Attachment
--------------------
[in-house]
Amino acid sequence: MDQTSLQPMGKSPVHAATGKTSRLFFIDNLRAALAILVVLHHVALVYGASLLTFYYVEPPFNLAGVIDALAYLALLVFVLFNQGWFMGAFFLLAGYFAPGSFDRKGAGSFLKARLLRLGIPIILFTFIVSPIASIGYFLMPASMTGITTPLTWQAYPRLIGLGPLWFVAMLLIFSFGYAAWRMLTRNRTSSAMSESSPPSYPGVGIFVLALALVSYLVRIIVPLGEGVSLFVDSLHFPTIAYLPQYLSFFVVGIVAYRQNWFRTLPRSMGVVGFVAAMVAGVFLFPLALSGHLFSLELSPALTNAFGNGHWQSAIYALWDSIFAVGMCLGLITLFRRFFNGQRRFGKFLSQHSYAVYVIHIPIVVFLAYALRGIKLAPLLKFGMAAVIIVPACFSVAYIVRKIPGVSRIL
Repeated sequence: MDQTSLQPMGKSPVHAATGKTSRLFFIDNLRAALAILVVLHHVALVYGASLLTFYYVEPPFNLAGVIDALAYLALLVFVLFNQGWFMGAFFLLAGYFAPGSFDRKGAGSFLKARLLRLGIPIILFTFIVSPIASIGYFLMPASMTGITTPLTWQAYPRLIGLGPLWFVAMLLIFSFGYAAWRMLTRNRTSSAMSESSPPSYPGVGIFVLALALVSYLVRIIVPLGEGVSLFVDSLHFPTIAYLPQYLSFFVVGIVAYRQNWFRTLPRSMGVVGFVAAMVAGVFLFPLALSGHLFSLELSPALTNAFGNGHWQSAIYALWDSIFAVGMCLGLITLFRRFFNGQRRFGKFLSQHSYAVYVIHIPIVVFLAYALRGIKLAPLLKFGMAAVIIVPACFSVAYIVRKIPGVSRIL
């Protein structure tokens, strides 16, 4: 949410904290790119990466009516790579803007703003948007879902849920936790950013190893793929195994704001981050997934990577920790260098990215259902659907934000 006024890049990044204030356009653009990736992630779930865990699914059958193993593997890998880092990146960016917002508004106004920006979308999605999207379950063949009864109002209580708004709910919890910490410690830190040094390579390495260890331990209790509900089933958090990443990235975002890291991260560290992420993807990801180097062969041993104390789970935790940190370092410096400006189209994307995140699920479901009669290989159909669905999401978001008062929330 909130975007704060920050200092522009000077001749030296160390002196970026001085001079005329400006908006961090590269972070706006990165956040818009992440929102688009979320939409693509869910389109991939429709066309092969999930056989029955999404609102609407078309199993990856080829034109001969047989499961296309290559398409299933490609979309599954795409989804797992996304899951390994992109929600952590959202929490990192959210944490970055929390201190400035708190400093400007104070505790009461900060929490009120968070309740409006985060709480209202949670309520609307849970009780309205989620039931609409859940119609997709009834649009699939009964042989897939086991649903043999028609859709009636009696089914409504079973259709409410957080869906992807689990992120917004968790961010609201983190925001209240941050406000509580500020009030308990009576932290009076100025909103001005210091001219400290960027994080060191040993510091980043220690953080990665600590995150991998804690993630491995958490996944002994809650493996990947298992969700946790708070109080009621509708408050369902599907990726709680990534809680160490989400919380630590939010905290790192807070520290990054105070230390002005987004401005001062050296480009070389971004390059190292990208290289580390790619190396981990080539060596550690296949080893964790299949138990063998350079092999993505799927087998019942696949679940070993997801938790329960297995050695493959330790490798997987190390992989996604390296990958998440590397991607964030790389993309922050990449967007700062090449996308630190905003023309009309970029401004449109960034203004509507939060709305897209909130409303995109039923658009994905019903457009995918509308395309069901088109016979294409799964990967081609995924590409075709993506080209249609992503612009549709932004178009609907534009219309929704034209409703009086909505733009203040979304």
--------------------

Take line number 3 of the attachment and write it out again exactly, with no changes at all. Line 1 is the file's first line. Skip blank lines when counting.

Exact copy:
Repeated sequence: MDQTSLQPMGKSPVHAATGKTSRLFFIDNLRAALAILVVLHHVALVYGASLLTFYYVEPPFNLAGVIDALAYLALLVFVLFNQGWFMGAFFLLAGYFAPGSFDRKGAGSFLKARLLRLGIPIILFTFIVSPIASIGYFLMPASMTGITTPLTWQAYPRLIGLGPLWFVAMLLIFSFGYAAWRMLTRNRTSSAMSESSPPSYPGVGIFVLALALVSYLVRIIVPLGEGVSLFVDSLHFPTIAYLPQYLSFFVVGIVAYRQNWFRTLPRSMGVVGFVAAMVAGVFLFPLALSGHLFSLELSPALTNAFGNGHWQSAIYALWDSIFAVGMCLGLITLFRRFFNGQRRFGKFLSQHSYAVYVIHIPIVVFLAYALRGIKLAPLLKFGMAAVIIVPACFSVAYIVRKIPGVSRIL